Google, Apple, Intel, Adobe Agree to $324M Settlement in Salary Case
The settlement ends a class-action lawsuit that had been filed against the companies, alleging that they conspired to hold down employee salaries by not poaching workers from each other.Google, Apple, Intel and Adobe will pay a total of $324 million to settle a class-action lawsuit that alleged that the companies were illegally conspiring to control salaries by not recruiting employees who worked for rival companies. The settlement was reported April 24 in a story by Reuters, which added that the payment agreement comes just weeks before a very high-profile trial would have begun. The original lawsuit, which was filed on behalf of some 64,000 workers in 2011, accused the companies of "conspiring to hold down salaries in Silicon Valley, sources familiar with the deal said," according to the story. The lawsuit alleged that the four companies "conspired to refrain from soliciting one another's employees in order to avert a salary war." The lawsuit sought $3 billion in damages for the plaintiffs, which "could have tripled to $9 billion under antitrust law," according to Reuters. "The case has been closely watched due to the potentially high damages award and the opportunity to peek into the world of Silicon Valley's elite. The case was based largely on emails in which Apple's late co-founder Steve Jobs, former Google CEO Eric Schmidt and some of their Silicon Valley rivals hatched plans to avoid poaching each other's prized engineers." The companies allegedly discussed matters about potential employee hiring in emails back and forth, the story reported. "In one email exchange after a Google recruiter solicited an Apple employee, [Google's] Schmidt told Jobs that the recruiter would be fired, court documents show," Reuters reported. "Jobs then forwarded Schmidt's note to a top Apple human resources executive with a smiley face."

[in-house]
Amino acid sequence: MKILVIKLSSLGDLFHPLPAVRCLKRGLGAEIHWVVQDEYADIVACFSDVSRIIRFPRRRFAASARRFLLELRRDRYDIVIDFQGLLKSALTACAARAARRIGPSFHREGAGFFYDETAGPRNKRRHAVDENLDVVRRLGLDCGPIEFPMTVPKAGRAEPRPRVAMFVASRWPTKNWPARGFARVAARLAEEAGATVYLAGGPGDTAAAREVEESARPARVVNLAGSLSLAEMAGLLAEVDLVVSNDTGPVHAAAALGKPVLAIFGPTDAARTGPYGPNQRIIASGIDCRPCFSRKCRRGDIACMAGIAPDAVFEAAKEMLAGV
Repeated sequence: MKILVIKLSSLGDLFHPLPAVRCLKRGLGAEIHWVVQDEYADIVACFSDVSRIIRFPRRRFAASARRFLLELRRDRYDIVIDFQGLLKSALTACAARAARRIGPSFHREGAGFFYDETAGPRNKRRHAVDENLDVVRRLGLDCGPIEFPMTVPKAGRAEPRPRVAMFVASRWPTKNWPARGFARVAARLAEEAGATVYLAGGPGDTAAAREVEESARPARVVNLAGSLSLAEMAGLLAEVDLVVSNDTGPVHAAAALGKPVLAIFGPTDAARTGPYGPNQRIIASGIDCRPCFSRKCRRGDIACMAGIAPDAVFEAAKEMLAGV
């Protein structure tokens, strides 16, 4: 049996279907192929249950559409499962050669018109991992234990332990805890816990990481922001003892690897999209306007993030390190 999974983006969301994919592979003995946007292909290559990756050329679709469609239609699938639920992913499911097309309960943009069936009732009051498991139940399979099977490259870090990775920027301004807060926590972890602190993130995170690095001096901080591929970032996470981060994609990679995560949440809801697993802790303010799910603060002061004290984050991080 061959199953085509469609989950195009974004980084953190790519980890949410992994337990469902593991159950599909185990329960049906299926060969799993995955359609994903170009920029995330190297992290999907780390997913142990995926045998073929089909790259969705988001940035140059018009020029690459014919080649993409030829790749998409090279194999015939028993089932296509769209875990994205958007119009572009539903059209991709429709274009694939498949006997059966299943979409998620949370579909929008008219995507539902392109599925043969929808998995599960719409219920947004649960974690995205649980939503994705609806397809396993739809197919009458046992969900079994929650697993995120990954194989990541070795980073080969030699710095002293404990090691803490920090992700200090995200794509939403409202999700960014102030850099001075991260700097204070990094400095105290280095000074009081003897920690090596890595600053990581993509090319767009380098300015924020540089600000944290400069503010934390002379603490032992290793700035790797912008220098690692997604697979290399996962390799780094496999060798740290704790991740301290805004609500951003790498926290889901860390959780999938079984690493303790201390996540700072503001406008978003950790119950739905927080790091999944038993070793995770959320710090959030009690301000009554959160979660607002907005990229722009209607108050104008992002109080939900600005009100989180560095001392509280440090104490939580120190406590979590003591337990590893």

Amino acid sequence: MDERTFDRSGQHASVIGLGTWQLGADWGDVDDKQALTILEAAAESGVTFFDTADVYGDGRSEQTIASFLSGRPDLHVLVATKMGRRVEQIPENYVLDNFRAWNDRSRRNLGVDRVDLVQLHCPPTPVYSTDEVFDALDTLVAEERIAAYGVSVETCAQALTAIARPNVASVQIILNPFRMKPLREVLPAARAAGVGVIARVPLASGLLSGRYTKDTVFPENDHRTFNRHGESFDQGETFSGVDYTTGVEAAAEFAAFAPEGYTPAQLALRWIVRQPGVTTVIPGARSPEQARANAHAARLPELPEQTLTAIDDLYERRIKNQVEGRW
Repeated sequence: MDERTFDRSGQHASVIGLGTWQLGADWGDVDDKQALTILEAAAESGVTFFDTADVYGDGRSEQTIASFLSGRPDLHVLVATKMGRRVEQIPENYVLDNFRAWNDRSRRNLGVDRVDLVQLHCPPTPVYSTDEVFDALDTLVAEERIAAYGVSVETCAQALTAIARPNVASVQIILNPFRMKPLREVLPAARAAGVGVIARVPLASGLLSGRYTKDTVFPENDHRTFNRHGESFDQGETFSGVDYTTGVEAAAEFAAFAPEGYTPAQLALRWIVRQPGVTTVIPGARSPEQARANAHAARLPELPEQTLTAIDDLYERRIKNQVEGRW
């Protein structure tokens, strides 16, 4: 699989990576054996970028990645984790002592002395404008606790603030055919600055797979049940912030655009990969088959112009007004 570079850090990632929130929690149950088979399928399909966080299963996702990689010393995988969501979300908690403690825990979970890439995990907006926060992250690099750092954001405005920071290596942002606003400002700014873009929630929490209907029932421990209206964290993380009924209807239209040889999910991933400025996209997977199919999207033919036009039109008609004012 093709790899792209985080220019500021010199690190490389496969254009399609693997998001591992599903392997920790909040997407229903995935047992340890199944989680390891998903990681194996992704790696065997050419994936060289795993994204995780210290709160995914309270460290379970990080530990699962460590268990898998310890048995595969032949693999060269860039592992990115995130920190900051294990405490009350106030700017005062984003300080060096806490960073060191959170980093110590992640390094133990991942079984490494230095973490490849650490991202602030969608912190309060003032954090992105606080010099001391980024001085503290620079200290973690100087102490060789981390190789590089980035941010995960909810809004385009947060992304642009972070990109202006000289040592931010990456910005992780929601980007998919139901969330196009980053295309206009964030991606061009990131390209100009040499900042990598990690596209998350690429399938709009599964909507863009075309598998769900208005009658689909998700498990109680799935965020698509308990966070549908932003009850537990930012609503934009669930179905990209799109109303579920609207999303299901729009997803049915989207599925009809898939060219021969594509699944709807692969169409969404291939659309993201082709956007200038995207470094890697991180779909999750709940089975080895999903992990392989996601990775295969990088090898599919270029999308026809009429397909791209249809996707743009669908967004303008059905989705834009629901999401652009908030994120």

Schmidt, in another email exchange with Google's human resources director, advised discretion when the director asked Schmidt about "sharing its no-cold call agreements with competitors," the story reported. "Schmidt responded that he preferred it be shared 'verbally, since I don't want to create a paper trail over which we can be sued later,'" he wrote back, according to a court filing described by the story.